In a world where gaming headsets are readily available, the people at Astro have made their name synonymous with quality. The Astro A40 headsets have been adopted by Major League Gaming, they’re all over events like PAX, and they can even be found in quite a few houses. With their new wireless venture, the A50s, Astro hopes to change the headset game, set another quality bar, and, let’s face it, sell a couple trucks full of their premiere headset.
The first thing you notice is the cushions, which could quite possibly be made of clouds, sitting on your head. Putting the A50s on feels like you’re wearing nothing, and there is absolutely zero problem wearing them for multiple gaming sessions. The over-the-ear design of the cans also packs plenty of padding too, but didn’t make my ears sweaty, even with six-hour gaming bouts. Speaking of time, while I can’t give you the exact MAh of the battery, from personal experience you can get just over ten hours on a single charge, which is more than anyone could ask for.
The sound pumping through the massive A50 drivers is deep and rich, while still maintaining the crisp nature of higher pitched music and sound effects. Saying the headset is comparable to a 5.1 surround sound system is selling it short. Having the speakers that close to your ear adds a sense of immersion like no other, and the feeling of being in the action is pure joy. Between the cushion and over-the-ear set, the combination keeps sound in, but, more importantly, keeps most outside sound out. In fact, with this headset, Astro has invented the easiest way to be scared by friends 100% of the time.
For anyone worried about sound dropping or latency, Astro has really put forth the effort to make sure this doesn’t happen. The set uses a 5.8GHz frequency to wireless send audio to the set, and with that frequency it gives you really good range, which is enough to cover any large room. Being latency free, the set also works tremendously well with multiplayer games, so you’ll never miss that grenade ping in Call of Duty.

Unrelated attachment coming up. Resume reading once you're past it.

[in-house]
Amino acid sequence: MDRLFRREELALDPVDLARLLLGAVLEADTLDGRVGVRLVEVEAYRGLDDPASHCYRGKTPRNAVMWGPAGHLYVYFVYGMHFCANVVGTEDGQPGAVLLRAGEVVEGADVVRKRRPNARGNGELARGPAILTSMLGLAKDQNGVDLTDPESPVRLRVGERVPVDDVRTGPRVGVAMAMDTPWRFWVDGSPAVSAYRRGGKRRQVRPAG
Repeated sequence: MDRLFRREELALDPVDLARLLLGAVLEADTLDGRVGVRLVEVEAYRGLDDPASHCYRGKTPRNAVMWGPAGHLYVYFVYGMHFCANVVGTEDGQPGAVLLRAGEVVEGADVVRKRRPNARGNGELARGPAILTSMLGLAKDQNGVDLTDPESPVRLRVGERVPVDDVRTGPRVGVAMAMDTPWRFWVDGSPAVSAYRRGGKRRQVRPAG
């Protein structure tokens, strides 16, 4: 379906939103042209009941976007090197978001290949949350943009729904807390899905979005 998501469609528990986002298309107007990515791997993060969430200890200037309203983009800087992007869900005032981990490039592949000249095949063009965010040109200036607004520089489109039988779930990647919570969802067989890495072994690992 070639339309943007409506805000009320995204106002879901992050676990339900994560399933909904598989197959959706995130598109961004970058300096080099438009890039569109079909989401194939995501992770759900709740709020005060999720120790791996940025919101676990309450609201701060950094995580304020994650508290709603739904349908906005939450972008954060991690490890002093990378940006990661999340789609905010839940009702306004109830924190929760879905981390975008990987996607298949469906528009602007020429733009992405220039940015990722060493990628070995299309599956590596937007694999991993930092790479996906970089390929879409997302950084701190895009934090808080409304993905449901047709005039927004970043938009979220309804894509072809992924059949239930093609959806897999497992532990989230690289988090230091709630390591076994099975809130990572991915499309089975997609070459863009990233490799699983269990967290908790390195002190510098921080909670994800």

Astro has taken measures to make sure this headset will work with multiplayer. It utilizes the 5.8GHz frequency to wirelessly send audio to the set. With that frequency, it gives the set a fantastic range, which will cover any large room without problem. It’s also latency free. No ifs, ands, or buts about it: the exact moment something happens on-screen, you hear it. So, Call of Duty players, don’t fret: this will work perfectly for you as well.
Since it has to work well in multiplayer, it has to deliver in the single-player front. To help that, Astro has implemented three different equalizer settings with a switch can be found on the right ear can. The first setting is for your basic movie watching, but the other two are a bit more interesting. Setting two is for single player, and it has a nice mix of bassy undertones and high peaks which really help deliver that campaign experience. The third setting for multiplayer takes out a lot of the bass, but keep the highs. It makes hearing hearing grenades, bullets, and even footsteps easy, giving you the edge over your competition.
Astro has taken the hassle of having a headset and thrown it out the window: wires are gone, the mixamp that controls the amount of volume you get between the game and voice chat is built into the set, and it’s more than comfortable to wear for hours on end. For those who want a little voice chat in their multiplayer games, the A50s uses their TxD wireless transmitter which connects through USB to your console to pull off voice chat, too and from. What if someone barges into your room, and you don’t want people on the other end to hear your conversation? Just life the boom mic up and you’re muted. It’s a feature that I didn’t expect to add a bunch to the headset, but it has been more than helpful anytime someone has walked into my room.
With the next generation of consoles looming around the corner, if they don’t have any option for optical audio out, like the Wii U, then the Astro A50s are dead in the water in terms of future proofing. I did reach out to Astro on this issue, and this was their response, “We will always strive to support next gen consoles either by updating or tweaking our products to accommodate customers’ needs.” So hopefully that means in the future there could be a wireless transmitter that uses HDMI instead of optical.
Astro has delivered a top quality headset at a top quality price. At $299 it’s a lot to ask for, but they deliver on absolutely everything. Wireless works with zero problem, the battery is more than ample, and pairing up with the PlayStation 3 is quick and easy. Oh yeah, it sounds amazing! I’ve been spoiled by the A50s to the point where I don’t want to play games without this headset on.